Welcome to the Burke & Wills Environment Expedition Visual Journal.
The artwork takes the form of a series of postcards from Ben Beeton highlighting and documenting the people, the land and changes in Australia's environment since the original expedition. These postcards seek to intrigue and encourage students to reflect and examine the history of Australia through deep time.
Journal images are presented in 3 sections:
Section 1: Melbourne to Menindee
Section 2: Menindee to Coopers Creek
Section 3: Coopers Creek to the Gulf of Carpentaria (still in progress, to be completed in 2011)
Some images include links to videos on Youtube Videos
24 August 2010
Interactive multi-media artist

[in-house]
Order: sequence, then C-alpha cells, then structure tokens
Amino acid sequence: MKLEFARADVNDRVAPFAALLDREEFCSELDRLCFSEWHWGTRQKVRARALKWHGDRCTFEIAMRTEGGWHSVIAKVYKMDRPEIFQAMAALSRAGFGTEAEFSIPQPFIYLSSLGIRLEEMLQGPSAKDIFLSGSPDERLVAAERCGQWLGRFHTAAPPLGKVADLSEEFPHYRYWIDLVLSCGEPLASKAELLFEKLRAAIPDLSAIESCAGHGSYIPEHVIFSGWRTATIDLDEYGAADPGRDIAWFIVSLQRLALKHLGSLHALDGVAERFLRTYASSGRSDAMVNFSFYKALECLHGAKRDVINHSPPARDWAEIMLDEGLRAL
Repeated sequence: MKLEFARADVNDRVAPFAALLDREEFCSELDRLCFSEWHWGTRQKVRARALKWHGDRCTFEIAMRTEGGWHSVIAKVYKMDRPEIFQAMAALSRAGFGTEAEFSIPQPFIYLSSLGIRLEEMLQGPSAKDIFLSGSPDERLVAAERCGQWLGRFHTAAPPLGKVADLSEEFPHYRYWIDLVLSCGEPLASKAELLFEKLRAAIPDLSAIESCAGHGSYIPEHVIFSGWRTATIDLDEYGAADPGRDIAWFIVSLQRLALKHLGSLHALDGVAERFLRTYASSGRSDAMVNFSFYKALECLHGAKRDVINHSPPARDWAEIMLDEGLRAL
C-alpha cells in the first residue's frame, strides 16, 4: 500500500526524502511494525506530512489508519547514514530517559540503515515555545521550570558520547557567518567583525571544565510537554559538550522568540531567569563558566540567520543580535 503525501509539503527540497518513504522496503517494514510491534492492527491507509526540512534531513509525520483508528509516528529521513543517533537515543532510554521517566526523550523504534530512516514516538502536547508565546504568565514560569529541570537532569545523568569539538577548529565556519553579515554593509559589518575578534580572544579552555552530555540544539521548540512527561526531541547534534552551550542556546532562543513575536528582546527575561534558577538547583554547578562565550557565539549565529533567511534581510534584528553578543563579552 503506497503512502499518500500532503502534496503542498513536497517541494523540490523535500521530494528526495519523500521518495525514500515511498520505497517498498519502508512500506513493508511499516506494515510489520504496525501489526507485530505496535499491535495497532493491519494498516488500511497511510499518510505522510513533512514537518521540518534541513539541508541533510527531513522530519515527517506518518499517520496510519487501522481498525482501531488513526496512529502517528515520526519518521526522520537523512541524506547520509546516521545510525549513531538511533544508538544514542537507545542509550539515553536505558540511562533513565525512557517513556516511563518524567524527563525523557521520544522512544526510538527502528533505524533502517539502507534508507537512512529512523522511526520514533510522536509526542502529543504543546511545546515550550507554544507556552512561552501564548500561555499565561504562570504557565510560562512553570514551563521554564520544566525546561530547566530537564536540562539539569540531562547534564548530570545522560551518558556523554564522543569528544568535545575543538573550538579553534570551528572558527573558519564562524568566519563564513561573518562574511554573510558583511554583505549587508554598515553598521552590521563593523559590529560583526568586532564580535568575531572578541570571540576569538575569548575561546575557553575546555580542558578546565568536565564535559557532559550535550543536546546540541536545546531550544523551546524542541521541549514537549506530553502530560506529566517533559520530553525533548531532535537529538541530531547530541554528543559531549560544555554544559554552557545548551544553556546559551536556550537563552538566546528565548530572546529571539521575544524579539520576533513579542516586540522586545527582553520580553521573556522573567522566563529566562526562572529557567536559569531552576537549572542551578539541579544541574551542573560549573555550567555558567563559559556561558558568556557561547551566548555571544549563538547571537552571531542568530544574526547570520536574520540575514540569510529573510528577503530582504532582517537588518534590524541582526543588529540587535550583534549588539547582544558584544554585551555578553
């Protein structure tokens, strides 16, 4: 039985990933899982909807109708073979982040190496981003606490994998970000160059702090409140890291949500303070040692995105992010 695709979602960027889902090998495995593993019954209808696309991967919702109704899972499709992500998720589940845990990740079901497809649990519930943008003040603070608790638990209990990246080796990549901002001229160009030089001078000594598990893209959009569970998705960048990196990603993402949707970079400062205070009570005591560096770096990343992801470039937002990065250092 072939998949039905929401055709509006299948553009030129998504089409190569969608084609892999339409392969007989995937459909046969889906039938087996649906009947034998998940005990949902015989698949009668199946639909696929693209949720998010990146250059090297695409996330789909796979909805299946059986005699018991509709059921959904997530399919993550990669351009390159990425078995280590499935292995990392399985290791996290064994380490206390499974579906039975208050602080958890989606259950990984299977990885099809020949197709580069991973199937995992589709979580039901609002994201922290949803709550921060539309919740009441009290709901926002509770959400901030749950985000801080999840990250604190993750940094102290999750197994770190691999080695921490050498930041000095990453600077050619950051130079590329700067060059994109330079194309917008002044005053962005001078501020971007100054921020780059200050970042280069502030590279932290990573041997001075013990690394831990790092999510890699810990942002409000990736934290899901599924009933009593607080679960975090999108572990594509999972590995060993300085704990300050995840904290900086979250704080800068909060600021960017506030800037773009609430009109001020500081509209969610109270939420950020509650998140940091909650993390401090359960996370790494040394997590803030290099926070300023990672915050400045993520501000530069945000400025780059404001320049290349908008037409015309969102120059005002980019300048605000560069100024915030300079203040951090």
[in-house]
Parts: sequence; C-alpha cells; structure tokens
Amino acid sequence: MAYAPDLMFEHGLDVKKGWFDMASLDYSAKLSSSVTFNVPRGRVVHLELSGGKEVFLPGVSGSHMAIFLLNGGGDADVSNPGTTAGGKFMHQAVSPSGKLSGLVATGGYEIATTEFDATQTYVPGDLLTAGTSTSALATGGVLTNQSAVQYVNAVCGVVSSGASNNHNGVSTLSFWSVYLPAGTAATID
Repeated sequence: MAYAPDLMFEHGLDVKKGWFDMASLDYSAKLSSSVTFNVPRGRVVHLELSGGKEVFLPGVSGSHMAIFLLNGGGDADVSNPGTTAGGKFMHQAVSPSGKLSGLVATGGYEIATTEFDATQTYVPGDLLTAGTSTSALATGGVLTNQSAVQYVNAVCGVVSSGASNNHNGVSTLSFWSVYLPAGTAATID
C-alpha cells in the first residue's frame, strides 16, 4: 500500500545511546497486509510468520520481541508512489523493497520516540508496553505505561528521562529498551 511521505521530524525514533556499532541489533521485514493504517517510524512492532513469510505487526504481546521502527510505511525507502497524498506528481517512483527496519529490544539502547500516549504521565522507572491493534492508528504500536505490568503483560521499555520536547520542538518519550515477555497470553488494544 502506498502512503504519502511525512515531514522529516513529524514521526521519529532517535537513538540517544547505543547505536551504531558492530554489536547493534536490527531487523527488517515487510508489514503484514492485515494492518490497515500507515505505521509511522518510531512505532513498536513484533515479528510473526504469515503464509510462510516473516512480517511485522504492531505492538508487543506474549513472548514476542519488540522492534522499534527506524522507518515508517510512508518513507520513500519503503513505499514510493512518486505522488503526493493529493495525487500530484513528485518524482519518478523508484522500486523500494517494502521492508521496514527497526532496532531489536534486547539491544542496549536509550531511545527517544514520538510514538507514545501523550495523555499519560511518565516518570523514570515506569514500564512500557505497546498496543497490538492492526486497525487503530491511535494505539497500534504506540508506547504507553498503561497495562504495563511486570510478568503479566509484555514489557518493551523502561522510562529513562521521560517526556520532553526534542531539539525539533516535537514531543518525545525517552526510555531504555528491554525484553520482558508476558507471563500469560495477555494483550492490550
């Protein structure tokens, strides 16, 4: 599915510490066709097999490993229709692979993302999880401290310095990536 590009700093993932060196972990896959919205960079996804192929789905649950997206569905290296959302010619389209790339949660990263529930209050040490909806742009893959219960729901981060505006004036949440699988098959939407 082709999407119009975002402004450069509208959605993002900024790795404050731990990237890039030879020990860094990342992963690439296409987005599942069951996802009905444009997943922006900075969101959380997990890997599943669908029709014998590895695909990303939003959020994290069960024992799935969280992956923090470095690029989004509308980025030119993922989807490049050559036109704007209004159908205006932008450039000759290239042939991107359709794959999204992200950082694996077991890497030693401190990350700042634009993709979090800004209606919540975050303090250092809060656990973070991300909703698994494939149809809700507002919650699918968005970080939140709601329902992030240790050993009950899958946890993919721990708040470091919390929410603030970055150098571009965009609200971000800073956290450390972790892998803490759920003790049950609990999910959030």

This image reflects upon the first days of the 1860 Burke and Wills expedition, the new Burke and Wills environmental awareness expedition and what science tells us about the Earth. Firstly, running along the base of this image are images of gum leaves which reflect on the eucalypt forest that once dominated what is now Moonee Ponds. On the left we see historical drawings of Burke and Wills, Burke is on the left. Burke was a policeman from country Victoria and was 39 when he was appointed leader of the expedition. Wills was a surveyor working at the Botanical Gardens in Melbourne and was 25 when he was appointed to the expedition. Bellow Burke and Wills are a series of gum leaf drawings from the gum trees at Queens Part at Moonee Ponds. In the top left corner of the image is the Essendon Historical Society building at Moonee Ponds. Burke and Wills stayed one night there and to commemorate this on the 26th of August 2010 the Essendon Historical Society held a screening of the 1985 classic Australian film, “Burke and Wills” starring Jack Thompson. Jack Thompson presented the film on the night of the screening. Next to the building are two ovular black and white images. They are part of the same photo of the original expedition. On the right are a number of the expedition’s members including Burke. On the left is an image of Ludwig Becker who was the appointed artist for the expedition. A portrait of Ludwig Becker is featured just below the map in an oval. At the Queens Park official send off ceremony for our expedition a number of actors portraying different people who had involvement in the expedition gave a presentation. I took two of these actors and placed them inside a very special mirror. This mirror according to local legend was left on a tree in Moonee Ponds by Burke. There are a number of actresses from this event in an oval in the top right corner. The three camels reference the 26 camels taken on the journey which was the first time camels were taken on an expedition inland. In the top right corner I have placed an Antarctic Beach tree; I did this because millions of years ago it used to grow in this region. It is one of the oldest flowering plants that still exist today. Next to it is a map showing Victoria’s salinity problems. In the top center of the image is a map showing that the sediments that Burke and Wills travelled across in the early stage of their journey are Quaternary. The Quaternary began about 3 million years ago; we are still in the Quaternary period. Three million years ago is not that long ago when we consider that the meteorite that killed the Dinosaurs hit the Earth sixty five million years ago. In the bottom left corner is text “4.5 Billion Years Ago”. To get an idea about how old our planet is we have divided the distance that we will travel which is about 4200 kilometers and by the age of the Earth which is 4.5 billion years. This works out that from Moonee Ponds to the Gulf one year equals about 1 millimeter.